Basically there are five macros that can provide elements information on your site.

Element url: This macro stores the value of the href or action attribute of that element that triggered the event. For example, a click on the link < a href=”http://www.zinkohlaing.blogspot.com”>zinkohlaing’s blog</a> will give you the value of “http://www.zinkohlaing.blogspot.com” in GA data. So basically, you will see the URLs of the links clicked in GA without even having to tag them manually! Hooray!

Element target: This macro stores the value of target attribute that element that triggered the event. This value is stored in the gtm.elementTarget variable in data layer.

Element id: This macro is the value of the id attribute of the element. For example, a click on the link < a href=”http://www.zinkohlaing.blogspot.com” id=”zkh_blog”>zinkohlaing’s blog</a> will give you the element id value of zkh_blog. This value is stored in the gtm.elementID variable in data layer.

Element classes:  This macro is the value of the class attribute of the element. It is stored in the gtm.elementClasses variable in data layer.
Element: This macro is the value of the action or href attribute of the element that triggered the event.
Ok, so now we have set up {{element url}} as Event Label Value so which means we can see the full URLs of the links that are being clicked.

Step 7: We have add in Firing Rules. Click on +Add to Firing Rules and add a new rule as below.

Why you have to add in this rule? It is because as I mentioned earlier, GTM Link Click Listener Tag will generate an event called “gtm.linkClick” everytime a link is being clicked on the site. As such, we need to create a rule to fire this event tag only when the {{event}} equals to gtm.linkClick.

Step 7.1: Click Save to Firing rule and Click Save to save the tag.

Step 8: You are done! Successfully set up a Link Click Listener Event in GTM!

Bonus Note: The below is how you will see the data in your GA Events Report. (Event Category as First Dimension and Event Label as Secondary Dimension)

How to set up Click Listener in Google Tag Manager

Setting up click listener is the same steps as link click listener set up. 

To set up a click listener in GTM, you need to create link click listener.

Step 1: Name your tag whatever you like, for me I named as “Click Listener”

Step 2: Choose Tag Type as Click Listener tag. It is under Event Listener> Click Listener

Step 3: Same as link click listener set up, you need to choose when you want this tag to be fired. I want to it to be fire on all pages so I choose all pages rule.

Step 4: Click Save to Save the tag.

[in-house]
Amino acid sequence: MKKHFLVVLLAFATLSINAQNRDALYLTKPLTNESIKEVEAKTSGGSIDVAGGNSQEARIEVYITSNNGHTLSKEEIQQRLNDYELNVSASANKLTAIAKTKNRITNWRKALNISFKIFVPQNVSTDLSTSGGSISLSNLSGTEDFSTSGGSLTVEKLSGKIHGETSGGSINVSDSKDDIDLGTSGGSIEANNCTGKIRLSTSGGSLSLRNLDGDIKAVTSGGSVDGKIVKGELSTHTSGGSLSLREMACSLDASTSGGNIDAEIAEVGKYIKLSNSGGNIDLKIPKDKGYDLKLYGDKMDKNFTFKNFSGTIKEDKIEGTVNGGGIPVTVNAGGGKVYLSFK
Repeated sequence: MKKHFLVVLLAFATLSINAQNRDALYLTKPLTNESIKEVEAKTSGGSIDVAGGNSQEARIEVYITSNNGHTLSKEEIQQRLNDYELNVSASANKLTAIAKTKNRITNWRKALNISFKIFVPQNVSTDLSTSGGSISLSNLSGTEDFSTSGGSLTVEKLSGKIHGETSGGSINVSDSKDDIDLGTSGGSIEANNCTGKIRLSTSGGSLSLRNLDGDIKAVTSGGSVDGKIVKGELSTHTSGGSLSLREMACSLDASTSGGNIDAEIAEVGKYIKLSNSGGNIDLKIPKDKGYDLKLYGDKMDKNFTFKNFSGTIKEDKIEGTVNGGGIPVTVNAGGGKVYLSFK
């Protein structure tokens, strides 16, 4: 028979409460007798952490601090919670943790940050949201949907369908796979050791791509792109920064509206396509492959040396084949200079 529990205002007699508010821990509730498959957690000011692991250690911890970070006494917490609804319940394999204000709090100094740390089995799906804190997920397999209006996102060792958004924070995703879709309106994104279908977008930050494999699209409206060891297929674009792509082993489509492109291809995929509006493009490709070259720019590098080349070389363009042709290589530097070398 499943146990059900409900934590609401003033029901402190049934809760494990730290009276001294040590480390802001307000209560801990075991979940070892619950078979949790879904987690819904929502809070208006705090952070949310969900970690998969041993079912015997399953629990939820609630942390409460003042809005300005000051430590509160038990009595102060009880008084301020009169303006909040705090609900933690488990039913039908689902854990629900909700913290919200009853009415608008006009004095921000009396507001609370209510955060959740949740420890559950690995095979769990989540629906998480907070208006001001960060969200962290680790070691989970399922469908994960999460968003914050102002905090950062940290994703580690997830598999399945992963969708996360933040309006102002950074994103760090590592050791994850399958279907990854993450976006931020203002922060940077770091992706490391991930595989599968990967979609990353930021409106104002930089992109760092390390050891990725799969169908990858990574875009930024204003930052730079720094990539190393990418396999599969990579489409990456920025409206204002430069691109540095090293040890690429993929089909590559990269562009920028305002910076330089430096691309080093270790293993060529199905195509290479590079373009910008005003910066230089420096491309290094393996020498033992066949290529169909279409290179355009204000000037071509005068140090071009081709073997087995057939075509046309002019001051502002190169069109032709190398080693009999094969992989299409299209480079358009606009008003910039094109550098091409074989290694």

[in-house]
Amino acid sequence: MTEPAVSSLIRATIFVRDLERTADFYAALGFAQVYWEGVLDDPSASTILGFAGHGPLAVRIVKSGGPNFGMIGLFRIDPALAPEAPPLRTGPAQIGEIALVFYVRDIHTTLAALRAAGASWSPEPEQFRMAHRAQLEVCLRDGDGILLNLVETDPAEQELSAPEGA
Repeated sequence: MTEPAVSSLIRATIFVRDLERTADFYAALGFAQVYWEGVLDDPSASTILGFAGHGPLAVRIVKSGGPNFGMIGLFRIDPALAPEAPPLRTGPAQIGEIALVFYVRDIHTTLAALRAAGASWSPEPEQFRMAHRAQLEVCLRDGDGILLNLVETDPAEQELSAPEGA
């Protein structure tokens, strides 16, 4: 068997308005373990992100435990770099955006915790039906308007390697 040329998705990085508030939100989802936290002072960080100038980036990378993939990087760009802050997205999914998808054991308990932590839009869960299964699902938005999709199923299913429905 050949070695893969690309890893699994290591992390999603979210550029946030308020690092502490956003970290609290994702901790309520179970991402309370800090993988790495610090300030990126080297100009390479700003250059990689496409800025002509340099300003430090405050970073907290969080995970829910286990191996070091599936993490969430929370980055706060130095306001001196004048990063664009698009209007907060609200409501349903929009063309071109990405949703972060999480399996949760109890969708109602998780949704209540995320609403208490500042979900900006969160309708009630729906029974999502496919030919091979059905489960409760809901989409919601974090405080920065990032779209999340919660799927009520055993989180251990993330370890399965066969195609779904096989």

Next step, you need to set up Event tracking for this Click Listener. Click Listener works in the same way as Link Click Listener. When this tag is fired, Google Tag Manager begins listening for all types of clicks (e.g. button clicks, link clicks, etc) on the page. When a click occurs, the Google Tag Manager event gtm.click is generated. You can check for this event in rule conditions, using {{event}} equals gtm.click. To check whether a specific element was clicked, such as the “add to cart” button, add a rule like {{element id}} equals addToCart.

The next step is how to set up Event Tracking for this Click Listener tag.

Step 1: Create a new Tag.

Step 2: You can name whatever you want for this tag. I named it as Clicks Events Tracking.

Step 3: In Tag Type, choose Google Analytics and for me, since I used Universal Analytics (which I strongly recommend to use), choose Universal Analytics.

Step 4: In Track Type, Choose Event. The below is how I set up. 

As you can see, I hard-coded Event Category as clicks so that I can categorize. It is up to decide which one you want to put in as Event Category. For example, you can put {{element id}} as Event Category and then you should be able to see the HTML element that the user clicked on. In Action, I put to capture {{element classes}} and in label, I put to capture {{element id}} as these are more descriptive.

Please note that these are not exactly rule-of-thumb to follow and you can just play around with these macros to see how you want to see data in GA Events reports.

Next is to set up firing rule for this. Click on +Add button on Firing Rules to add below rule.

Now I guess you will understand why I put gtm.click as {{event}} equals rule 😀

Final Step: Click “Save” and you have now successfully set up Click Listener in GA.

The below is the report I see in my GA setting up {{element id}} as Event Label.

Yup, that’s how you do it! To sum up, Google Tag Manager is very nice tool if you know how to use it and it has many advantages over traditional javascript tagging. All you have to do is install GTM Snippet in your code and you can make all changes just from the interface. Long live Macros!

Cheers,

Zinko

Note: This post also appears on zinkohlaing.blogspot.com and www.sparkline.com/2014/05/15/link-click-listener-clicks-listener-work-google-tag-manager/

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zinkohlaing Written by:

Hi, I am Zin Ko Hlaing. I'm a big fan of Manchester United and I occassionally write here. Full time Football Manager player, part time trying to understand Internet.